Naughty or Nice: A Customer’s Guide

Josie Leavitt - December 18, 2015

This time of year finds bookstores feeling under-staffed, mightily worked, and exhausted. There are so many things happening at stores, especially smaller stores, that things can get really hectic. We have ordering deadlines to meet which often find us scrambling to restock books that are selling better than expected, doing back flips to get special orders in, and mailing out books in addition to helping customers find just the right books for everyone on their list. We are fried. We are brain-dead by the end of the day, usually because no one has stopped long enough to eat lunch. We are seriously over-caffeniated and are doing the very best we can. The list below are ways to hinder or help your local bookseller.
naughty– Be patient. Smaller stores like mine don’t have a dedicated holiday wrapper, so we do the best we can. If you want things wrapped (and know that we are happy to do it) offer to come back and pick them up if you see we are neck deep in other customers.
– Bring us food. We will love you for it and you’ll get better service from well-fed bookstore employees. Sugary snacks are good, but if you want me with a brain that works well, bring me cheese or some other yummy protein.
– If you know you’re going to be calling us to order a book and have us ship it, please have all the information readily available. Nothing is more frustrating than being on the phone with a line of customers waiting to get rung up while someone realizes that don’t have the address of their uncle in Kansas or has to go downstairs for their credit card number.
– Some customers have been telling us how much our store means to them. This goes a very long way during a hard day. These sentiments fuel us in ways you can’t even know. Don’t be shy about telling your local bookseller they rock.
– If you know you’re going to be coming to the store right around closing, call ahead and let us prep a stack of books for you to look at. Some nights we can stay open late, other nights we have our holiday parties to go to and family we want to be with, and we have to close on time.
– Lastly, thank you for shopping at your local bookstore and not online. We appreciate it more than we can say. Every book we sell we have a passion for and we love being able to share that with all of you.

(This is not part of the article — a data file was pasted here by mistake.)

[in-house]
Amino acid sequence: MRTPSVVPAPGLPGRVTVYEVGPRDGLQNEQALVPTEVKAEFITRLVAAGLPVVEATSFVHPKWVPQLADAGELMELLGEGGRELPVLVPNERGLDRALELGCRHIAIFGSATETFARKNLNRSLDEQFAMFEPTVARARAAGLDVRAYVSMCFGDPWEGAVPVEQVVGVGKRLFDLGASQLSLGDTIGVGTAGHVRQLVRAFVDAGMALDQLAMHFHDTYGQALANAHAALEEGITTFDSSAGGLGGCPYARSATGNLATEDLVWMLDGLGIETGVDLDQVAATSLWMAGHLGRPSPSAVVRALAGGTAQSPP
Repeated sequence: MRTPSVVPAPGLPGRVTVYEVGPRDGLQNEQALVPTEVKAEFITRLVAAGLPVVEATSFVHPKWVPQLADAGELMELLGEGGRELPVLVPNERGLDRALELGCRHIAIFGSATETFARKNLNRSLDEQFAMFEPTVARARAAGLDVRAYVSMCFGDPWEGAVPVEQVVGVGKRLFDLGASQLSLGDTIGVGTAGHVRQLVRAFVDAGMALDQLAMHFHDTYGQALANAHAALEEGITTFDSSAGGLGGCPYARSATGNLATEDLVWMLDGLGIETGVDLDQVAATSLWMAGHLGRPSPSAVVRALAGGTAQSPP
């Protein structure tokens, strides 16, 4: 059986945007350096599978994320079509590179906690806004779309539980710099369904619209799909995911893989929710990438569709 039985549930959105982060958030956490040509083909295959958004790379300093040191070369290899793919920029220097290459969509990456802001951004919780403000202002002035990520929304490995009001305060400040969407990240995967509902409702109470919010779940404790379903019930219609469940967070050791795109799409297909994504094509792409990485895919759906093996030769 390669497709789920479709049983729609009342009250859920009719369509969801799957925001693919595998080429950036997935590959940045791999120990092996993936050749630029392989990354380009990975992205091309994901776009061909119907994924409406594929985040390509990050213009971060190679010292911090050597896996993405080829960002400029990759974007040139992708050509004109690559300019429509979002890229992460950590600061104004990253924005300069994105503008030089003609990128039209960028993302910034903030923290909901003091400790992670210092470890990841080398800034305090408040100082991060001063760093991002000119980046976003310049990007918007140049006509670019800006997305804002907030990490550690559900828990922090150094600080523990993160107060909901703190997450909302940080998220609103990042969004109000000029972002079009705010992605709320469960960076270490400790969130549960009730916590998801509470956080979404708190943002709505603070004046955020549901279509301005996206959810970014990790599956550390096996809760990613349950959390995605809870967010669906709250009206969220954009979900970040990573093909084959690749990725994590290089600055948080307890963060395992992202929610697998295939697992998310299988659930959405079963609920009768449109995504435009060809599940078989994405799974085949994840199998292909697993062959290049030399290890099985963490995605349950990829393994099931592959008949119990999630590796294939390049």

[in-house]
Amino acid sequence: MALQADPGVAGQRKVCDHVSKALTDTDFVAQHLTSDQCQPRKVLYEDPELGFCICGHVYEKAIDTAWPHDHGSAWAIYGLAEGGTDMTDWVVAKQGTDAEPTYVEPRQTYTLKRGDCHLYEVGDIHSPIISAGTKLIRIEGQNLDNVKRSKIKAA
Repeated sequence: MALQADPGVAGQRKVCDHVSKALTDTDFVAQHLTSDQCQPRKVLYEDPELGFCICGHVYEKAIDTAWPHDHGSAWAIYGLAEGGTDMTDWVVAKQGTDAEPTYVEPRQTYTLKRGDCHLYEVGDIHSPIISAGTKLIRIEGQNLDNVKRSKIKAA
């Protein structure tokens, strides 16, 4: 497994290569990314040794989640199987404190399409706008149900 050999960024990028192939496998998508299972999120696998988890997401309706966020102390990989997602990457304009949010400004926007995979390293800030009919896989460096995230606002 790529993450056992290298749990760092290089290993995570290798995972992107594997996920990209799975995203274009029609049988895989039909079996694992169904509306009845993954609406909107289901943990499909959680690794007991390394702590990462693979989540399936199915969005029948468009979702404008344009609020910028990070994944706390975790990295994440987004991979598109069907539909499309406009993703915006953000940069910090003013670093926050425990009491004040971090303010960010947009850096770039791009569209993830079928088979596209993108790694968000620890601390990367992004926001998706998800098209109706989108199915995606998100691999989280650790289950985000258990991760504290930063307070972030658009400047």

3 thoughts on “Naughty or Nice: A Customer’s Guide

  1. Janis Raye

    Unfortunately, this column suggests an attitude about customers that is a big reason why people are not shopping in bookstores and are going online instead. I don’t have to feel compelled to bring Amazon a snack, or worry about them getting out to their holiday party on time. I don’t think they are doing me a favor by operating their business. Sorry, but that’s the way this sounds. I’d rather read about how excited bookstores are that they are really busy during the Christmas season, and everything they are doing to make the experience of coming into a real store worthwhile for the customer.

    1. Elizabeth Bluemle

      Hi, Janis. Folks who know Josie would know that she is being tongue-in-cheek. Of COURSE we don’t expect our customers to bring us food – but having been a part of our community for almost 20 years means that our customers feel like family. The whole holiday season is one big reunion, and that means a level of familiarity that may not translate in a quick blog post during our craziest season. On a related note, we provide all of our customers with delicious sugar plums from Thanksgiving through New Year – so we bring them food, too! I think our customers will attest to our joie-de-vivre and welcoming atmosphere at the Flying Pig and our unparalleled customer service and recommendations.

    2. Carol B. Chittenden

      Janis, have you ever worked retail??? Has your livelihood ever depended upon balancing between customer service and personal collapse?
      Most bookstore customers, in my experience, are considerate individuals. Most booksellers bend over backward hour, days, and weeks on end to give them the best possible experience. But it only takes one person to say — and this has happened to me — “No, I don’t like that wrapping. I want them all in red. It has to be red.” This as others are waiting in line. One deep breath later, everyone realizes that the complainer is a stark contrast who points out what lovely people most book shoppers are.


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